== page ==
During the last three weeks we have witnessed the sharpest move in developed-market rates since the then Fed Chair, Ben Bernanke, announced the end of quantitative easing (QE) in May 2013. In an environment which was then (and remains) highly influenced by central-bank bond-purchase programs, the market’s reaction then was very rational. It also demonstrated how difficult it would be for central banks to move back to a more normal policy regime without causing considerable and economically costly market disruption.
This time the selloff was driven by 10-year Bund yields, which moved from around 5 basis points (bps)1 in mid-April to 78 bps2 in mid-May. The move spilled over onto the U.S. and U.K. markets – causing, for example, 10-year U.S. Treasuries to rise to 2.3%. All this happened without any statement or hint from the ECB that it might change course.
There have been some headwinds from European macroeconomic data, supporting the picture of a slow recovery, and fears around Greece are fading. But these factors are hardly strong enough to explain such a strong rise in interest rates and, in particular, why the ECB did not step in quickly to keep rates low.
Other factors, such as the extreme long positioning both in German government bonds and in the U.S. dollar (vs. euro), the unwinding of those positions to protect year-to-date gains, the lack of demand from real money investors at such low levels and the lack of liquidity may have reinforced the upward move. But, again, they provide no reason for the ECB’s lack of action.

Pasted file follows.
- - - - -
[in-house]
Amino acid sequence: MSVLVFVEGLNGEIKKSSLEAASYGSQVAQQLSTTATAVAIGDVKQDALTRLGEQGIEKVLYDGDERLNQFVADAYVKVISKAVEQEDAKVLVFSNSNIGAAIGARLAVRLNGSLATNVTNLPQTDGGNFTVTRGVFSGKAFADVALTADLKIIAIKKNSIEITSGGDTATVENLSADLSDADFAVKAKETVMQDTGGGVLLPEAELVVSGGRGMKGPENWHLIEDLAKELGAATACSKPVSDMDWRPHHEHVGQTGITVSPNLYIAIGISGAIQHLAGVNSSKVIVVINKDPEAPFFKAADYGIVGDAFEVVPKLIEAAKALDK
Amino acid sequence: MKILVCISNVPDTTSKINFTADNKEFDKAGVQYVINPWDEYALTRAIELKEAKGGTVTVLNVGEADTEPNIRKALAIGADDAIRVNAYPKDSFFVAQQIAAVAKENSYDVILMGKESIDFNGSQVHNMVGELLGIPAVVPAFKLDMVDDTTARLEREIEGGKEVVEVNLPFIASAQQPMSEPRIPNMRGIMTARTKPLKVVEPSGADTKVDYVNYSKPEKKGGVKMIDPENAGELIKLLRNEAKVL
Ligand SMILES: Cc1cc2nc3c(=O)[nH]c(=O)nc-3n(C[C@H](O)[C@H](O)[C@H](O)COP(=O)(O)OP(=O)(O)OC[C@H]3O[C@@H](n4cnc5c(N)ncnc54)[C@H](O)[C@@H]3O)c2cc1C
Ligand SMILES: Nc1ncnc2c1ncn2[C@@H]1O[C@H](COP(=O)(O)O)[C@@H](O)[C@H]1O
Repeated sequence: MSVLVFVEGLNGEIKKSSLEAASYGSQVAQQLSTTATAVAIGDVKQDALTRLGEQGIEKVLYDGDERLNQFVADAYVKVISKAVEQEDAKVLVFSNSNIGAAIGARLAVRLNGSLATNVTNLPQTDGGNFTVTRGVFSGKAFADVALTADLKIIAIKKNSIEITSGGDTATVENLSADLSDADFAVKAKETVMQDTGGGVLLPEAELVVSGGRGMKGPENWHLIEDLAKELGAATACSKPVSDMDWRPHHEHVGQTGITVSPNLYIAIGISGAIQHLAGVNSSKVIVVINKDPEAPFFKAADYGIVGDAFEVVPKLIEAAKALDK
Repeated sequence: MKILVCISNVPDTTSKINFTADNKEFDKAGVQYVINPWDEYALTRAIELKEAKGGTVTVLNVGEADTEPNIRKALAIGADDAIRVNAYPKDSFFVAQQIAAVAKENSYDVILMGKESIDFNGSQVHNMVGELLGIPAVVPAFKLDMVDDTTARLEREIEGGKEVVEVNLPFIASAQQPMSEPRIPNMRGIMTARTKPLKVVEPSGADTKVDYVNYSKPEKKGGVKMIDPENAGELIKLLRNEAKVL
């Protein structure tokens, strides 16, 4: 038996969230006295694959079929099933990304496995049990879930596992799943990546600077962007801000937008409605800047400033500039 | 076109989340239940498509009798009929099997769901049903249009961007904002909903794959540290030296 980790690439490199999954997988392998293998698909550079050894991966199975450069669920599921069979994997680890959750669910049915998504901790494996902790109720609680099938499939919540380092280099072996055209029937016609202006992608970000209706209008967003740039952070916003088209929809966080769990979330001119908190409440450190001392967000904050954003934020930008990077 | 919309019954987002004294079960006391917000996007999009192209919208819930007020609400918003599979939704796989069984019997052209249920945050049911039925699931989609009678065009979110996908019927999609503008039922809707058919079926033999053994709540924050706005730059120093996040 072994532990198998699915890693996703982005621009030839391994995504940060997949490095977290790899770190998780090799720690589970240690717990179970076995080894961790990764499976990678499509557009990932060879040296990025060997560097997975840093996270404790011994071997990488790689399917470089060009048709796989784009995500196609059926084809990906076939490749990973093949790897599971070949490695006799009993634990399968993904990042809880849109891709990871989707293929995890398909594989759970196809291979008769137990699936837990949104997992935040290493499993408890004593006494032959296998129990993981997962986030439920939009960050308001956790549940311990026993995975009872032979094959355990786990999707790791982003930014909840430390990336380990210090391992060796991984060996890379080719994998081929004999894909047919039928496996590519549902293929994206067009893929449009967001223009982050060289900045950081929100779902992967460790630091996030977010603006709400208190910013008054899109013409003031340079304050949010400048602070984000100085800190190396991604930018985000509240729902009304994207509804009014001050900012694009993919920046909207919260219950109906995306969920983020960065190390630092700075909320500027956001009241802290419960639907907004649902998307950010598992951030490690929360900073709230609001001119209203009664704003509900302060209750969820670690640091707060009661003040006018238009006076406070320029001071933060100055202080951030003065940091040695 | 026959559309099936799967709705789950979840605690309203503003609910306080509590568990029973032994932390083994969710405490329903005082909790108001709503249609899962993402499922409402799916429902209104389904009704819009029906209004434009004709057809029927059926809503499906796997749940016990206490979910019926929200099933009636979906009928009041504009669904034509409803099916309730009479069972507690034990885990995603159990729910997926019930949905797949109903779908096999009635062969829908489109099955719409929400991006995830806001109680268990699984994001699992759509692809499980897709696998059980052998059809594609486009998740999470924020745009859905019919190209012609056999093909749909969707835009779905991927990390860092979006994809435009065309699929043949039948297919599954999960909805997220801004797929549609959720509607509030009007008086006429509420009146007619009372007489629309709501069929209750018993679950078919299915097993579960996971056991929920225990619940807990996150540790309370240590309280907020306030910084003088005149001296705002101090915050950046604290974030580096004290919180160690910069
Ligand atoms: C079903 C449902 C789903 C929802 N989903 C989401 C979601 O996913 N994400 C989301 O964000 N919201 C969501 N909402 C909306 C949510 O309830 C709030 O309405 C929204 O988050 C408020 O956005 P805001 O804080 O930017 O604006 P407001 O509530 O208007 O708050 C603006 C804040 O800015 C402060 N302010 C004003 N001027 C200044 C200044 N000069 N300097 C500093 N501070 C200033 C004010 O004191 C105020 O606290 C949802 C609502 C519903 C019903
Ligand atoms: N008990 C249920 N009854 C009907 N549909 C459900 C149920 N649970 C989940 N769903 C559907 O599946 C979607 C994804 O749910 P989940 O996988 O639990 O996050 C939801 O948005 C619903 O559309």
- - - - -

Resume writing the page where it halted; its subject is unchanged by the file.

One possibility – out of several – is that the ECB wants to mute the effects of QE, but cannot admit it. QE is causing a number of problems, not least for pension providers. It is also adding to concerns about future asset-price bubbles.
As a consequence, European interest-rate lows may now be behind us. However QE, low inflation and anemic growth should support rates at current levels or possibly drive them slightly down again from their current, post-adjustment levels – at least until the ECB formally changes course. This remains the biggest risk factor for markets.
U.S. rates over the next month are likely to be driven mainly by domestic factors (U.S. growth, inflation and oil prices) and the Fed’s reaction to them. We believe that the U.S. economic recovery is still underway, even if it is not as strong as had been widely expected. But keep an eye also on Chinese central-bank actions, which could also be an important key driver for U.S. rates. For longer-term rates, we have a bias towards being long.
For foreign exchange (FX), we expect some consolidation at current levels and a further strengthening of the U.S. dollar vs. the euro and Japanese yen toward the end of 2015.
Corporate credit (investment grade and high yield) remains well supported over a medium-term horizon.
Core developed-market yields moved up again in May. The German reversal was particularly sharp.